0xED or  Aligned Fence   'No man's land' for aligned allocations. Using a 
0xBD                     different value here than 0xFD allows the runtime
                         to detect not only writing outside the allocation,
                         but to also detect mixing alignment-specific
                         allocation/deallocation routines with the regular

0xFD     Fence Memory    Also known as "no mans land." This is used to wrap 
                         the allocated memory (surrounding it with a fence) 
                         and is used to detect indexing arrays out of 
                         bounds or other accesses (especially writes) past
                         the end (or start) of an allocated block.

0xFD or  Buffer slack    Used to fill slack space in some memory buffers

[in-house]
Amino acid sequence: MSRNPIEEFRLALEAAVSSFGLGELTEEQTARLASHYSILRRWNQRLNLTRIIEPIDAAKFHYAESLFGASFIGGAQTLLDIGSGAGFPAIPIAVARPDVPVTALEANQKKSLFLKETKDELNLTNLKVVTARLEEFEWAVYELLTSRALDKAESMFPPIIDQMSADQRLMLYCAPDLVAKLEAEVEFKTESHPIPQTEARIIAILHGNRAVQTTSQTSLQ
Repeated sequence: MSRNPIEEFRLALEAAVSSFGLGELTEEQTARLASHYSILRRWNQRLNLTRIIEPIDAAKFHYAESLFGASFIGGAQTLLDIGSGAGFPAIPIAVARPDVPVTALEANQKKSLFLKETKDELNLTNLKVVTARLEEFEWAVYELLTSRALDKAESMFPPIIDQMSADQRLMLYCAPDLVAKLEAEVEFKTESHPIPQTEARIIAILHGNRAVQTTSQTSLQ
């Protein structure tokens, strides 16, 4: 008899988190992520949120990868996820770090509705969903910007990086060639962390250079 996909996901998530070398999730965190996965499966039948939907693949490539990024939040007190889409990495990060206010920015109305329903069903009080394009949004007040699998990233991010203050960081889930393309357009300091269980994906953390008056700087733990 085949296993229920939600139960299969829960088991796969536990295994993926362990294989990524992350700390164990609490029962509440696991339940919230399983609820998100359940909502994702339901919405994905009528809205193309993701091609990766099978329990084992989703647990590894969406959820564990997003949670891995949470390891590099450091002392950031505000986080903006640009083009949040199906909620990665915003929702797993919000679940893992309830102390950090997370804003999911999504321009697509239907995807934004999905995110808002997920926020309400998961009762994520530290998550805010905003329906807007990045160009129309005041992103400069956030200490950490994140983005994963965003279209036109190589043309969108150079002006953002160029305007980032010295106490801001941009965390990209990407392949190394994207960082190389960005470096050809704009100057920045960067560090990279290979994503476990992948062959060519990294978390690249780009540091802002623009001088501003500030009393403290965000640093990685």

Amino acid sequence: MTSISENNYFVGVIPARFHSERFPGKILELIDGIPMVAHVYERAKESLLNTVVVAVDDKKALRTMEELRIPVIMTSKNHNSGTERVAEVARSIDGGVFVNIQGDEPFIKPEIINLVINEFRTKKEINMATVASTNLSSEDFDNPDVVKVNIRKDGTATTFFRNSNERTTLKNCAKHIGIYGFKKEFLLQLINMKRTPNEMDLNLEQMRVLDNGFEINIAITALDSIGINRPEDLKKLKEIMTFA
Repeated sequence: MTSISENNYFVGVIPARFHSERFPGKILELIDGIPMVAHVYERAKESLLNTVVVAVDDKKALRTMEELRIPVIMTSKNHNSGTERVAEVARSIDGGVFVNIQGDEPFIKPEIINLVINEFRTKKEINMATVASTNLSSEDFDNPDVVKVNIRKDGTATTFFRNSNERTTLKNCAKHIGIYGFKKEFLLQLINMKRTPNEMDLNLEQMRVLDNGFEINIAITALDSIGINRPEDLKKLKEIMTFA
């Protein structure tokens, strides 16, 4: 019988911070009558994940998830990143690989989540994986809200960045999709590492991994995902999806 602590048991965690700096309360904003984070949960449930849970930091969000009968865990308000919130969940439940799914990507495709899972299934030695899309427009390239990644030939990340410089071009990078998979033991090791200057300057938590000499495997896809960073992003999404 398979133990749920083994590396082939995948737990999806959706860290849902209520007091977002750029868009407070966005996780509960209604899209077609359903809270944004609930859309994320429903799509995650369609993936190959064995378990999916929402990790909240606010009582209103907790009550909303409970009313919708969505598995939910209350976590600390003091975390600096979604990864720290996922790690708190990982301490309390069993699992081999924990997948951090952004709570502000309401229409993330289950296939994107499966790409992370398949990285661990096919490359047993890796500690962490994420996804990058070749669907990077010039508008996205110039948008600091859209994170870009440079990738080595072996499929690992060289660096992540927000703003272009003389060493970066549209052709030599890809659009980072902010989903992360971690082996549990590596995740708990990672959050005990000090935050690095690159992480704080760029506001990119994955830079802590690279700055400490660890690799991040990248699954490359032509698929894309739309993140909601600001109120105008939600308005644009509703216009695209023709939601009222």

0xFE                     (unused parts of `std::string` or the user buffer 
                         passed to `fread()`). 0xFD is used in VS 2005 (maybe 
                         some prior versions, too), 0xFE is used in VS 2008 
                         and later.

0xCC                     When the code is compiled with the /GZ option,
                         uninitialized variables are automatically assigned 
                         to this value (at byte level). 

// the following magic values are done by the OS, not the C runtime:

0xAB  (Allocated Block?) Memory allocated by LocalAlloc(). 

0xBAADF00D Bad Food      Memory allocated by LocalAlloc() with LMEM_FIXED,but 
                         not yet written to.